The smart card holder according to the invention is particularly advantageously used in a digital tachograph since a particularly compact design and particular resistance to shocks and vibration are important here.
The invention is explained in greater detail below with reference to exemplary embodiments. In the figures:
The smart card holder has a first central part 1 which at one of its ends can be operated by a drive which is not illustrated. A section 7 having an arrow-like contour is formed at the other end of the first central part 1. The oblique side faces of the arrow-like section 7 interact with cross-slides 3 and 4 which form blocking elements, wherein said cross-slides are moved outward in the transverse direction when the first central part 1 moves forward. A lug 6 is provided at the tip of the arrow-like contour 7, this lug possibly being in the form of a bent sheet-metal tab, for example, and engaging in a window-like recess 5 in a second central part 2. The window-like recess 5 is larger than the lug 6, so that excess travel is produced which is used for the purpose of first pushing the cross-slides 3 and 4 outward and then driving the second central part 2 by means of the lug 6.
The excess travel is provided because the second central part 2 is locked when the cross-slides 3 and 4 are in the rest position in which they are pushed by a spring (not illustrated). It is therefore necessary to release the locking before the card is ejected. The locking is implemented by two locking pins 8 which are connected to the cross-slides 3 and 4 and engage in L-shaped tracks 9 on the second central part 2. In a first position in which the smart card 11 is fully pushed in and the first central part 1 has not yet been moved out of its rest position, the locking pins 8 are located in the short limb of the L which is transverse to the ejection direction of the smart card and the movement direction of the first central part 1. The second central part 2, which is illustrated using dashed lines in
It is necessary to ensure that the card 11 cannot be manually removed in the first operating position. For this purpose, either the card has to be firmly clamped or locking elements have to be pushed in front of the smart card 11 in the ejection direction so that said card can no longer be removed. These locking elements are controlled by means of the tracks 11 too, so that the locking first has to be released when the smart card 11 is to be ejected.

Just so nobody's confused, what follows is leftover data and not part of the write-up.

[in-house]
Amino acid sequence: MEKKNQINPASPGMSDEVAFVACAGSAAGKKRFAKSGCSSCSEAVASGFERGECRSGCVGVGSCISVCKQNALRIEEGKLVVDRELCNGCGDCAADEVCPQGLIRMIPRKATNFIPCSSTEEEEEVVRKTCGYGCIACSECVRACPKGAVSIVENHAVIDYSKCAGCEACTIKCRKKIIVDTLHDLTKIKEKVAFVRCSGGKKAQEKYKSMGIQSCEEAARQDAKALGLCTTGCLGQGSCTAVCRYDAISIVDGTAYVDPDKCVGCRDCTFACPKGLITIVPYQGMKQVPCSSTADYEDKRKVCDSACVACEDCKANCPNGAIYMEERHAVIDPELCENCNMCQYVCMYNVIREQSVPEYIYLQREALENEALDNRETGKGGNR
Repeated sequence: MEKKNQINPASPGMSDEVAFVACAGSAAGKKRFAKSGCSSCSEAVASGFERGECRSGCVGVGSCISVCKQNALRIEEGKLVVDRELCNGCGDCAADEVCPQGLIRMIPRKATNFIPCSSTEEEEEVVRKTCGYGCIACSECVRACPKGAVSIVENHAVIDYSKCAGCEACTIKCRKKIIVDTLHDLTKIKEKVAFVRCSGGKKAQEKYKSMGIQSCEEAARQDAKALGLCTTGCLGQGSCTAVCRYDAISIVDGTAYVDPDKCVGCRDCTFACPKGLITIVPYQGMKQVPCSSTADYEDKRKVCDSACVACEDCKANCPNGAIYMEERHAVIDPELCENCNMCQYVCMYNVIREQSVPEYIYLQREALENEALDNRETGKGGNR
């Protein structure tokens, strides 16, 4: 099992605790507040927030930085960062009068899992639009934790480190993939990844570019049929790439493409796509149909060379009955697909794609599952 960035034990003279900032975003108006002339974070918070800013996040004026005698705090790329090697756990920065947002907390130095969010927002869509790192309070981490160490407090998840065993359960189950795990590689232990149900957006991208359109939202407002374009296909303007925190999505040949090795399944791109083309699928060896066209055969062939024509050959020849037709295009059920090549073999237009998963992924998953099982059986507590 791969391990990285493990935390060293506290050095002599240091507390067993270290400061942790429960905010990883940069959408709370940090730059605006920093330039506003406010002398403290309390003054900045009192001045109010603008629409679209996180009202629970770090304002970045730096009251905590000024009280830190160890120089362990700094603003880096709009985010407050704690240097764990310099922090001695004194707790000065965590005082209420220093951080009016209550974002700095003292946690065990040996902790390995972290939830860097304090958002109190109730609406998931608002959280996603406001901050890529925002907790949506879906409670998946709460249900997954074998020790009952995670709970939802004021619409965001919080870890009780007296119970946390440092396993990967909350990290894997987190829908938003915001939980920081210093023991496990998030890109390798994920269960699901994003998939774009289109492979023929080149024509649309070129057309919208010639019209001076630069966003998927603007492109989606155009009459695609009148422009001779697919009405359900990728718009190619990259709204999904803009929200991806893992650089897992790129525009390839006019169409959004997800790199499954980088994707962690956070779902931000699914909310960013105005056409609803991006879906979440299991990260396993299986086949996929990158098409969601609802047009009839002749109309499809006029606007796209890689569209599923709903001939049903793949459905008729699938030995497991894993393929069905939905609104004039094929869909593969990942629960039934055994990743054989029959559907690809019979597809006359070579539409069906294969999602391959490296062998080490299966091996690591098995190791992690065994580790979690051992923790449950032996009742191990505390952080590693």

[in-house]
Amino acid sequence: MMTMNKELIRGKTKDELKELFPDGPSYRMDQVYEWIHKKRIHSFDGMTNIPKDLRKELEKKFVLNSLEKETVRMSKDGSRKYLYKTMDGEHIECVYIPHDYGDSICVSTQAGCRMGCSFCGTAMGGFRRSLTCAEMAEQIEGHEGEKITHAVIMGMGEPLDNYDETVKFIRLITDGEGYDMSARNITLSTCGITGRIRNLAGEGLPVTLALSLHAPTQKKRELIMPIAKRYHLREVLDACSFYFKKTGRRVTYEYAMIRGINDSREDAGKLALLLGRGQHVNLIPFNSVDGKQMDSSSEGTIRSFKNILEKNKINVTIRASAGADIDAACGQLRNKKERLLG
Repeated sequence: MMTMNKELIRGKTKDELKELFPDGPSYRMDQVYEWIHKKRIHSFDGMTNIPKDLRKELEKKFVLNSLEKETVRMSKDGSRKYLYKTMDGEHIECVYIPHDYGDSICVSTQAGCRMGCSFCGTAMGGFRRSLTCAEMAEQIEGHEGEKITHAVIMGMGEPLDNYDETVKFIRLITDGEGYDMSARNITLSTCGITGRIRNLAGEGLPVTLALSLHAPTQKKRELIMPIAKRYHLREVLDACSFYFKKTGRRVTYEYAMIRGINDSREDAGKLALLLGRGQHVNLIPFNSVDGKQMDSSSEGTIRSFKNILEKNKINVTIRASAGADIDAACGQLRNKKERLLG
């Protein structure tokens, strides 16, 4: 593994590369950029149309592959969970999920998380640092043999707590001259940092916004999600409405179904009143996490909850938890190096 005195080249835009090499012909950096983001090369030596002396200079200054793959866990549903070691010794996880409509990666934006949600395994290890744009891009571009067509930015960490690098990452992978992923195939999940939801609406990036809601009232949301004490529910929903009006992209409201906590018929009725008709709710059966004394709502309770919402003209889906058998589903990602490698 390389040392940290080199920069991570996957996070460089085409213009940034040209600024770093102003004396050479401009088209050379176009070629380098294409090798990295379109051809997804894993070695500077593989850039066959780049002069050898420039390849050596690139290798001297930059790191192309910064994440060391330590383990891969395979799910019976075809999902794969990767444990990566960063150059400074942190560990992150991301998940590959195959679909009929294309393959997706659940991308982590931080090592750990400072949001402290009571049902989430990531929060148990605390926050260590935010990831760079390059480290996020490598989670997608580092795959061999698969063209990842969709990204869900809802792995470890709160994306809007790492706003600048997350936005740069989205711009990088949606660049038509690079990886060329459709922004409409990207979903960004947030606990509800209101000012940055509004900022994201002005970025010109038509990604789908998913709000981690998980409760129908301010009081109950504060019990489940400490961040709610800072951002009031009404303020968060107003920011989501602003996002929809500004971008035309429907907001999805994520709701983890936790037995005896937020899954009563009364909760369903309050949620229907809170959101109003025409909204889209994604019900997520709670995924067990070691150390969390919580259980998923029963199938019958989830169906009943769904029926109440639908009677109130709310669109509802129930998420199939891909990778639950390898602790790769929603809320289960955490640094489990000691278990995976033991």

The unlocking and ejection processes take place in the following order. The ejection mechanism of the drive starts after the card is requested on a control panel. The first central part 1 is pushed forward during this process. The second central part 2 is not yet driven on account of the excess travel. The arrow-like section 7 pushes the two cross-slides 3 and 4 to their right and left respectively. The locking pins, which until now have secured the second central part 2, now release this part. When the first central part 1 is moved further forward, the second central part 2 is driven along by means of the coupling element which is formed by a lug 6 and a window-like recess 5. The size of the window-like recess 5 depends on how much excess travel is needed to unlock the second central part 2, that is to say depending on the design of the cross-slides 3 and 4 and the tracks 9. The second central part 2 has drive elements 10 which form a stop for the smart card 11 and by means of which the smart card 11 is driven during the ejection movement in order to move it out of the smart card holder.
The process below is followed when the card is inserted. The smart card 11 is inserted and its end face strikes the drive elements 10 of the second central part 2. The second central part 2 is pushed backward using these drive elements 10 and in the process drives the first central part 1 by means of the coupling elements 5 and 6. The second central part 2 is then pushed back with the smart card 11, the locking (not illustrated) of the smart card 11 closing by means of the track controller 12. The cross-slides 3 and 4 latch into the second central part 2 in the vicinity of the end point and thus block the locking. The first central part 1 has been driven so far that the sprung cross-slides 3 and 4 run onto the arrow-like contour and additionally push the first central part 1 backward on account of the spring force. The insertion process is now complete and the interchange of data between the smart card 11 and the device which contains the smart card holder can now be started.
The other movement processes correspond to those of the first exemplary embodiment in
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|1||DE-10112061A1; Oct. 10, 2002; Mannesmann VDO AG, D-60388 Frankfurt (Germany).|
|2||DE-19809619A1; Sep. 9, 1999; Mannesmann VDO AG, D-60388 Frankfurt (Germany).|
|3||DE-19815549C2; Apr. 27, 2000; ITT Manufacturing Enterprise, Inc. US-Wilmington , Del., (USA).|
|4||DE-19947162C1; Sep. 28, 2000; ITT Manufacturing Enterprise, Inc. US-Wilmington , Del., (USA).|
|U.S. Classification||235/486, 235/453, 235/492|
|International Classification||G06K7/00, G06K13/08|
|Cooperative Classification||G06K13/08, G06K13/085|
|European Classification||G06K13/08C, G06K13/08|
|May 27, 2005||AS||Assignment|
Owner name: SIEMENS AKTIENGESELLSCHAFT, GERMANY
Free format text: ASSIGNMENT OF ASSIGNORS INTEREST;ASSIGNORS:HUG, KLAUS;RIESTER, THOMAS;WAHLER, TORSTEN;REEL/FRAME:017397/0376
Effective date: 20050510
|May 30, 2011||REMI||Maintenance fee reminder mailed|
|Oct 23, 2011||LAPS||Lapse for failure to pay maintenance fees|
|Dec 13, 2011||FP||Expired due to failure to pay maintenance fee|
Effective date: 20111023